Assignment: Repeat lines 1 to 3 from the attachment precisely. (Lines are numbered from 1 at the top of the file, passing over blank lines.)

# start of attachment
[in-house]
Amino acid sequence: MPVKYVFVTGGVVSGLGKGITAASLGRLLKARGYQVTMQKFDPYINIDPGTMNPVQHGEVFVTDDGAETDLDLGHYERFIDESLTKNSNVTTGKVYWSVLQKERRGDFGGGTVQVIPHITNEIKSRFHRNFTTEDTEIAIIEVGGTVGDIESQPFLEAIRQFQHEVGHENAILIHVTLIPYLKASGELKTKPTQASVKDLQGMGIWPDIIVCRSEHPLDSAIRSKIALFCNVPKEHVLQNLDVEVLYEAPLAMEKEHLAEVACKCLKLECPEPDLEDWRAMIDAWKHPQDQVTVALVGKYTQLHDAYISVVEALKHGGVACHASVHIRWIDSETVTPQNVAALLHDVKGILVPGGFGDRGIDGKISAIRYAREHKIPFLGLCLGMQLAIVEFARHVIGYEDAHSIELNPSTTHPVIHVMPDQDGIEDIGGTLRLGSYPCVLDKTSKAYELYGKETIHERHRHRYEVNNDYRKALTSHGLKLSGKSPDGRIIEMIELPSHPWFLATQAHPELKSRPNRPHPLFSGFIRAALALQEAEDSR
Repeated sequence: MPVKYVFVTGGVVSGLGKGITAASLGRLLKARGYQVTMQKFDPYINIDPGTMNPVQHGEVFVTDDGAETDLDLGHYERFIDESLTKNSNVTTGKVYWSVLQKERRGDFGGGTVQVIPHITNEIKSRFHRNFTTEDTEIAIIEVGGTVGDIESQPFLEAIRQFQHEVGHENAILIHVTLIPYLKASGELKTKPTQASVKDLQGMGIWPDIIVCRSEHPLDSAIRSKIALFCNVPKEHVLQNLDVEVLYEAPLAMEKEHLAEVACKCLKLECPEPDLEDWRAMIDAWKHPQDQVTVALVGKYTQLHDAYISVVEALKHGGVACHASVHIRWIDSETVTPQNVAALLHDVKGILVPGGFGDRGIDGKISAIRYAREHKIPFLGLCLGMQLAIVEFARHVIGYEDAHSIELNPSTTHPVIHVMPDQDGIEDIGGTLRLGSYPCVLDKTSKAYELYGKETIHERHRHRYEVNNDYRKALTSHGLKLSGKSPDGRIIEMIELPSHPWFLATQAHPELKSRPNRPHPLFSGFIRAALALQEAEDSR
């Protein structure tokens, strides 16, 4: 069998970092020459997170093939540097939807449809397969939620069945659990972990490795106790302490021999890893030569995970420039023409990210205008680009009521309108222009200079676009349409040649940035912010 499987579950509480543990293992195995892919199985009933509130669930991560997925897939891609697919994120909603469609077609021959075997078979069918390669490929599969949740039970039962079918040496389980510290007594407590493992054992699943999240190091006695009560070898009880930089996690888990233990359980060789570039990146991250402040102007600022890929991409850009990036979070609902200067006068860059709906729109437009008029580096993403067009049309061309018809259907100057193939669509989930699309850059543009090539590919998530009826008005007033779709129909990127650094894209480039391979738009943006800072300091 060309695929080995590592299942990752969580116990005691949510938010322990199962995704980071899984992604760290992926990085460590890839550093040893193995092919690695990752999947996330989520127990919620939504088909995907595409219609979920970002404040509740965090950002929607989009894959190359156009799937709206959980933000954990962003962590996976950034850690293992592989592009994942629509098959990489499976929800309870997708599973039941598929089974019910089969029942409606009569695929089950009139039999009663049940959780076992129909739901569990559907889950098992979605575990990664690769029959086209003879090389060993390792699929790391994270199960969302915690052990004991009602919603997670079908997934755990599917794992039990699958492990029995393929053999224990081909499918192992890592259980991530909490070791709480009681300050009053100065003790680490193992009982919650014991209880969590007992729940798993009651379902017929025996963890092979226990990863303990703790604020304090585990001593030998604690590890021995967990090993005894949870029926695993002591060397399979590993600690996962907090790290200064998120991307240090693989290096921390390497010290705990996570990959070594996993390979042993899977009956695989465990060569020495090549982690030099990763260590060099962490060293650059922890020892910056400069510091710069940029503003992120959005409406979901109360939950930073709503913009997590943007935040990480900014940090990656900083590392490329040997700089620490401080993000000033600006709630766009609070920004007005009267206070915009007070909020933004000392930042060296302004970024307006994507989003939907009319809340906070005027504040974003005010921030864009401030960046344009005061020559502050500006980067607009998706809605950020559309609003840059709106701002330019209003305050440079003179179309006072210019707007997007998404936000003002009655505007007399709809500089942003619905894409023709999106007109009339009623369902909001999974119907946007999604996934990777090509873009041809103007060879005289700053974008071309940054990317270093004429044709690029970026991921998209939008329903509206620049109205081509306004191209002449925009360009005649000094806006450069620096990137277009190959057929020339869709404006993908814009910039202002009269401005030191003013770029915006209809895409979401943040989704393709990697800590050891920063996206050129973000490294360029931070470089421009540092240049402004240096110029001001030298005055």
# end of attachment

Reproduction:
[in-house]
Amino acid sequence: MPVKYVFVTGGVVSGLGKGITAASLGRLLKARGYQVTMQKFDPYINIDPGTMNPVQHGEVFVTDDGAETDLDLGHYERFIDESLTKNSNVTTGKVYWSVLQKERRGDFGGGTVQVIPHITNEIKSRFHRNFTTEDTEIAIIEVGGTVGDIESQPFLEAIRQFQHEVGHENAILIHVTLIPYLKASGELKTKPTQASVKDLQGMGIWPDIIVCRSEHPLDSAIRSKIALFCNVPKEHVLQNLDVEVLYEAPLAMEKEHLAEVACKCLKLECPEPDLEDWRAMIDAWKHPQDQVTVALVGKYTQLHDAYISVVEALKHGGVACHASVHIRWIDSETVTPQNVAALLHDVKGILVPGGFGDRGIDGKISAIRYAREHKIPFLGLCLGMQLAIVEFARHVIGYEDAHSIELNPSTTHPVIHVMPDQDGIEDIGGTLRLGSYPCVLDKTSKAYELYGKETIHERHRHRYEVNNDYRKALTSHGLKLSGKSPDGRIIEMIELPSHPWFLATQAHPELKSRPNRPHPLFSGFIRAALALQEAEDSR
Repeated sequence: MPVKYVFVTGGVVSGLGKGITAASLGRLLKARGYQVTMQKFDPYINIDPGTMNPVQHGEVFVTDDGAETDLDLGHYERFIDESLTKNSNVTTGKVYWSVLQKERRGDFGGGTVQVIPHITNEIKSRFHRNFTTEDTEIAIIEVGGTVGDIESQPFLEAIRQFQHEVGHENAILIHVTLIPYLKASGELKTKPTQASVKDLQGMGIWPDIIVCRSEHPLDSAIRSKIALFCNVPKEHVLQNLDVEVLYEAPLAMEKEHLAEVACKCLKLECPEPDLEDWRAMIDAWKHPQDQVTVALVGKYTQLHDAYISVVEALKHGGVACHASVHIRWIDSETVTPQNVAALLHDVKGILVPGGFGDRGIDGKISAIRYAREHKIPFLGLCLGMQLAIVEFARHVIGYEDAHSIELNPSTTHPVIHVMPDQDGIEDIGGTLRLGSYPCVLDKTSKAYELYGKETIHERHRHRYEVNNDYRKALTSHGLKLSGKSPDGRIIEMIELPSHPWFLATQAHPELKSRPNRPHPLFSGFIRAALALQEAEDSR